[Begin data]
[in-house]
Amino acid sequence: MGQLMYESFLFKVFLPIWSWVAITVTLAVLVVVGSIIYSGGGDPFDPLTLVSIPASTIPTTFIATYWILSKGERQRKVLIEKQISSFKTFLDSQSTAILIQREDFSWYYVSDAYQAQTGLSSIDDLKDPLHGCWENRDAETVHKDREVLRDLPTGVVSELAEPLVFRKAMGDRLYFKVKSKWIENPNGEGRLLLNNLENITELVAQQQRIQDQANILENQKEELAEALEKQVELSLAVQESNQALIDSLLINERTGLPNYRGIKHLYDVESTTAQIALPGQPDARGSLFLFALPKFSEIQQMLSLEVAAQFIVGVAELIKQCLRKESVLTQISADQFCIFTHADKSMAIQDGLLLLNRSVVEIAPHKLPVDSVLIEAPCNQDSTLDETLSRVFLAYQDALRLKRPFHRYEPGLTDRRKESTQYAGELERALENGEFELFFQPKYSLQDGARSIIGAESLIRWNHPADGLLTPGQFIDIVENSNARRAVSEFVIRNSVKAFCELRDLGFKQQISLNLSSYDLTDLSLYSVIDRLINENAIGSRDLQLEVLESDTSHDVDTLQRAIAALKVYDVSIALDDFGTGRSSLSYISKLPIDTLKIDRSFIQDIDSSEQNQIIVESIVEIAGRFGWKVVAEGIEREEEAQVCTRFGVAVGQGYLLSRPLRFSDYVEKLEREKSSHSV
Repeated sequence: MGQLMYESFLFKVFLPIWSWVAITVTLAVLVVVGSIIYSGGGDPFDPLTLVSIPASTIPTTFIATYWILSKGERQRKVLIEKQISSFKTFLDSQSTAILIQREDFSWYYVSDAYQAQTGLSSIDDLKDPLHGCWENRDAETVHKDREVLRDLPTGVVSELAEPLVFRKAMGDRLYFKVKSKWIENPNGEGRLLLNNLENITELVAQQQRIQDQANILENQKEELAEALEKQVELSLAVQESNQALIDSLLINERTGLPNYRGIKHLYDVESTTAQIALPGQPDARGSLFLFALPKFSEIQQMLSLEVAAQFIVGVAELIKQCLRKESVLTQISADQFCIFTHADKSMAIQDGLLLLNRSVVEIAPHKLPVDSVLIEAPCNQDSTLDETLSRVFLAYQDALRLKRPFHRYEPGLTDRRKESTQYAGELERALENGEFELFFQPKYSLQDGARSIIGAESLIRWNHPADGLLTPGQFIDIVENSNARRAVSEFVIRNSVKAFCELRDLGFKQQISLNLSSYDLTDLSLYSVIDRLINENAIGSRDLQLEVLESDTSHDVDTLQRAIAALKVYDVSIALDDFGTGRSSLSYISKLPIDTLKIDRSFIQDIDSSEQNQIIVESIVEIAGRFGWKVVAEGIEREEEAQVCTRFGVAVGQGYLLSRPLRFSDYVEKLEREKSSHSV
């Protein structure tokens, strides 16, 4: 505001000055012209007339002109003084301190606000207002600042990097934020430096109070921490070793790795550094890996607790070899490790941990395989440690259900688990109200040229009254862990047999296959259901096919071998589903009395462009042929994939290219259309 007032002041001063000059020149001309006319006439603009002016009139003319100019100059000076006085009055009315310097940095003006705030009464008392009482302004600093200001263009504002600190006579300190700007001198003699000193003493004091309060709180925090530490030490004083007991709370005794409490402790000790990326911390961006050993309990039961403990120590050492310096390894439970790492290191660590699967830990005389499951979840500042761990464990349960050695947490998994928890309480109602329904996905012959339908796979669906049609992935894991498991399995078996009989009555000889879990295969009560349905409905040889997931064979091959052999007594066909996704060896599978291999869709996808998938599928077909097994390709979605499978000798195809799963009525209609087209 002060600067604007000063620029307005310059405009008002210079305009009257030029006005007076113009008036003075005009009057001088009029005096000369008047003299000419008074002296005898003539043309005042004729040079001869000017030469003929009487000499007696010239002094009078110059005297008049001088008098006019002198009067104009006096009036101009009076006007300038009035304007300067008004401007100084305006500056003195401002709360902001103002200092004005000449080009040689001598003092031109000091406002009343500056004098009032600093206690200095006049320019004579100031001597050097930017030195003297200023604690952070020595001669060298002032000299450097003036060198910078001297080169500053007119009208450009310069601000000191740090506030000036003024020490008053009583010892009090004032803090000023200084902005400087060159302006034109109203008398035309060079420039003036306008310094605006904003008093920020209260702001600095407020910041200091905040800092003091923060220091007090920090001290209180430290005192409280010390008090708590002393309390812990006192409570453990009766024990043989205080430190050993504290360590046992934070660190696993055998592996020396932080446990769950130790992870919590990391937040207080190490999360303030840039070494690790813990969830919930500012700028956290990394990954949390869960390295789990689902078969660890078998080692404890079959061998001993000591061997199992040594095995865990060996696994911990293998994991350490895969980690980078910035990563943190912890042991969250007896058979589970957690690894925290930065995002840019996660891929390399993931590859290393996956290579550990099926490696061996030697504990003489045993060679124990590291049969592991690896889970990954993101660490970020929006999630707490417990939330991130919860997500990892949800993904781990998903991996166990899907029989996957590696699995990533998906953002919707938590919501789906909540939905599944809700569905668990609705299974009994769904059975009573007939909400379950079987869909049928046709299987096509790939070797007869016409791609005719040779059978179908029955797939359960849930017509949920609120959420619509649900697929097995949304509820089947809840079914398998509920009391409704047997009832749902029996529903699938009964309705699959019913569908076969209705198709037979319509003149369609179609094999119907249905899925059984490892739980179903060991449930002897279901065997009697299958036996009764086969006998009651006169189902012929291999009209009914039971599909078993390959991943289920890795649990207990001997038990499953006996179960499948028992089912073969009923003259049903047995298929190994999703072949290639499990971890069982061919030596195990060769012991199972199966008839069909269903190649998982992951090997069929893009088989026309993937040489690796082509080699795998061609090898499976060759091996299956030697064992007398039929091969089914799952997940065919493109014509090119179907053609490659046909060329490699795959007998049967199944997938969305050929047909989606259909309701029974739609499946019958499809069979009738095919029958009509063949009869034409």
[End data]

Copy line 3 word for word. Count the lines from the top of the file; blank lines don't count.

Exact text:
Repeated sequence: MGQLMYESFLFKVFLPIWSWVAITVTLAVLVVVGSIIYSGGGDPFDPLTLVSIPASTIPTTFIATYWILSKGERQRKVLIEKQISSFKTFLDSQSTAILIQREDFSWYYVSDAYQAQTGLSSIDDLKDPLHGCWENRDAETVHKDREVLRDLPTGVVSELAEPLVFRKAMGDRLYFKVKSKWIENPNGEGRLLLNNLENITELVAQQQRIQDQANILENQKEELAEALEKQVELSLAVQESNQALIDSLLINERTGLPNYRGIKHLYDVESTTAQIALPGQPDARGSLFLFALPKFSEIQQMLSLEVAAQFIVGVAELIKQCLRKESVLTQISADQFCIFTHADKSMAIQDGLLLLNRSVVEIAPHKLPVDSVLIEAPCNQDSTLDETLSRVFLAYQDALRLKRPFHRYEPGLTDRRKESTQYAGELERALENGEFELFFQPKYSLQDGARSIIGAESLIRWNHPADGLLTPGQFIDIVENSNARRAVSEFVIRNSVKAFCELRDLGFKQQISLNLSSYDLTDLSLYSVIDRLINENAIGSRDLQLEVLESDTSHDVDTLQRAIAALKVYDVSIALDDFGTGRSSLSYISKLPIDTLKIDRSFIQDIDSSEQNQIIVESIVEIAGRFGWKVVAEGIEREEEAQVCTRFGVAVGQGYLLSRPLRFSDYVEKLEREKSSHSV